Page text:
In the meantime, we also order a Property Enquiry Certificate for the property which details whether or not the property is connected to the usual mains services, whether there are any outstanding Building Warrants or Planning Applications affecting the property, whether the roadway is taken over and maintained by the Local Authority or affected by any Planning Notices or Listings. That is then exhibited to the purchaser’s solicitors.
If there is a mortgage over the property we will also prepare a Discharge of the mortgage deed, have that approved by the purchaser’s solicitors and then send this off to the lender for signature along with a request for a redemption figure as at the actual date of settlement of the sale.
When we receive the sale price from the purchaser’s solicitors we will pay off any mortgage which you may have, your estate agent’s bill and our own fees and outlays. We will send out as soon as possible after settlement a full accounting to you of what we have done with the funds and pay to you any balance remaining.
We also notify the local Council of the change of ownership for Council Tax purposes, notifying them of your new address for them to correspond with you if they need to.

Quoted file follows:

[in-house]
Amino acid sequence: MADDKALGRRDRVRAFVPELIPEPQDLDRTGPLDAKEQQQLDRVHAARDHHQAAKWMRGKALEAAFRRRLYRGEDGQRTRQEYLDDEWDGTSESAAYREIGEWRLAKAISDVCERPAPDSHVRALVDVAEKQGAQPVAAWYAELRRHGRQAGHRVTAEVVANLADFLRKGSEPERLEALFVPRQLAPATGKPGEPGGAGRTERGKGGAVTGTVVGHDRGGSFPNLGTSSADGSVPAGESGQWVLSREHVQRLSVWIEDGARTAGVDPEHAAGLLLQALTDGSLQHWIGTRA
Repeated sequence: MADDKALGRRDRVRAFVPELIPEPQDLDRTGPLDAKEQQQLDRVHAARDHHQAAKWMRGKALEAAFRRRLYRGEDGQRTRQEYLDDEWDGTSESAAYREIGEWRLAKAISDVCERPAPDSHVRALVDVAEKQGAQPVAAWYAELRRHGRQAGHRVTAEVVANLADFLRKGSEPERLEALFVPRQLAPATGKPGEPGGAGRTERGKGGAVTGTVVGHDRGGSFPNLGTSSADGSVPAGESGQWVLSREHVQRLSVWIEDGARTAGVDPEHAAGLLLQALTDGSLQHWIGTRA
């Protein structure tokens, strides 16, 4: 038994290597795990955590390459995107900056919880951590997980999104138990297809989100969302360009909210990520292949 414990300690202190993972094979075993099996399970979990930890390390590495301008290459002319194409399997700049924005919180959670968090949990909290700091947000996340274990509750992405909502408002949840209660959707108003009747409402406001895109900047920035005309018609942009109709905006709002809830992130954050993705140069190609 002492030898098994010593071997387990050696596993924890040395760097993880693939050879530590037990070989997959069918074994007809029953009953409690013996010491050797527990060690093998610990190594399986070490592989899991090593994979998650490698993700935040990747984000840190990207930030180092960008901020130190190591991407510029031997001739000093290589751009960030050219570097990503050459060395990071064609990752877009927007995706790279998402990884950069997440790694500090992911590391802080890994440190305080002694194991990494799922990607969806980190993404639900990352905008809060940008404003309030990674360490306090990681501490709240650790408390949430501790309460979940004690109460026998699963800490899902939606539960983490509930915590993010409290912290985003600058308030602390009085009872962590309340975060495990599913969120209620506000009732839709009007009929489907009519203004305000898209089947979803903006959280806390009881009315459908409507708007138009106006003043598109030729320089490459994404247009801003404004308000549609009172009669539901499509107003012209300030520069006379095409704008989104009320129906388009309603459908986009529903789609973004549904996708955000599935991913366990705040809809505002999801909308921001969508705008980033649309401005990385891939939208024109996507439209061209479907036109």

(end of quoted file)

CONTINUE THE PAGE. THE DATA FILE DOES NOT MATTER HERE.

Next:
The Benefits of Paying by Cheque
The current Law Society guideline is that solicitors should settle most conveyancing transactions by cheque, but a telegraphic transfer of funds is becoming more common. Quite often solicitors do not receive a client’s mortgage funds until the day of settlement or, if a solicitor is relying on funds coming from a sale to fund a purchase, settlement by bank transfer is not easy. Once a bank transfer is instructed all the bank guarantees is that the funds will hit the recipient’s account at some point during that day, i.e., at any time up until 5pm. However, if a solicitor is waiting on those funds arriving to then transfer out, there is a cut-off time for instructing transfers of about 3pm so the situation can arise where there is a need to transfer funds out before funds have come in and that is simply not possible.